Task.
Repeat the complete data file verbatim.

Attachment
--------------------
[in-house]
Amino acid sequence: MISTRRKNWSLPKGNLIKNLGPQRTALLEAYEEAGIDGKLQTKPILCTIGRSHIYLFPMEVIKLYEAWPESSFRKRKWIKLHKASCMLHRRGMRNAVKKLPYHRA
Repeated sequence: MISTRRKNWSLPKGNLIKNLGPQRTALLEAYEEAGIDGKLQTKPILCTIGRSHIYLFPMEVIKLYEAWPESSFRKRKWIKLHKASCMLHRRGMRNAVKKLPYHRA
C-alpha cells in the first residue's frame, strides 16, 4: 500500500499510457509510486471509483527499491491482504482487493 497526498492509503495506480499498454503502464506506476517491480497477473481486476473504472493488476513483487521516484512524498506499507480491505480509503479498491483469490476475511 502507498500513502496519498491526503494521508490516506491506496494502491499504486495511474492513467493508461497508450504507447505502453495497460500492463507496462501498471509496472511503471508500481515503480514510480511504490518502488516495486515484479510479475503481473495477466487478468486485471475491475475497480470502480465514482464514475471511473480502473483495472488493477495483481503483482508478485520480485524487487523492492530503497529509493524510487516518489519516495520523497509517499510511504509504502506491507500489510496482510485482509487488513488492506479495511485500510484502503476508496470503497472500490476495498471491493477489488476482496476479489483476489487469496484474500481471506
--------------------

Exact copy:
[in-house]
Amino acid sequence: MISTRRKNWSLPKGNLIKNLGPQRTALLEAYEEAGIDGKLQTKPILCTIGRSHIYLFPMEVIKLYEAWPESSFRKRKWIKLHKASCMLHRRGMRNAVKKLPYHRA
Repeated sequence: MISTRRKNWSLPKGNLIKNLGPQRTALLEAYEEAGIDGKLQTKPILCTIGRSHIYLFPMEVIKLYEAWPESSFRKRKWIKLHKASCMLHRRGMRNAVKKLPYHRA
C-alpha cells in the first residue's frame, strides 16, 4: 500500500499510457509510486471509483527499491491482504482487493 497526498492509503495506480499498454503502464506506476517491480497477473481486476473504472493488476513483487521516484512524498506499507480491505480509503479498491483469490476475511 502507498500513502496519498491526503494521508490516506491506496494502491499504486495511474492513467493508461497508450504507447505502453495497460500492463507496462501498471509496472511503471508500481515503480514510480511504490518502488516495486515484479510479475503481473495477466487478468486485471475491475475497480470502480465514482464514475471511473480502473483495472488493477495483481503483482508478485520480485524487487523492492530503497529509493524510487516518489519516495520523497509517499510511504509504502506491507500489510496482510485482509487488513488492506479495511485500510484502503476508496470503497472500490476495498471491493477489488476482496476479489483476489487469496484474500481471506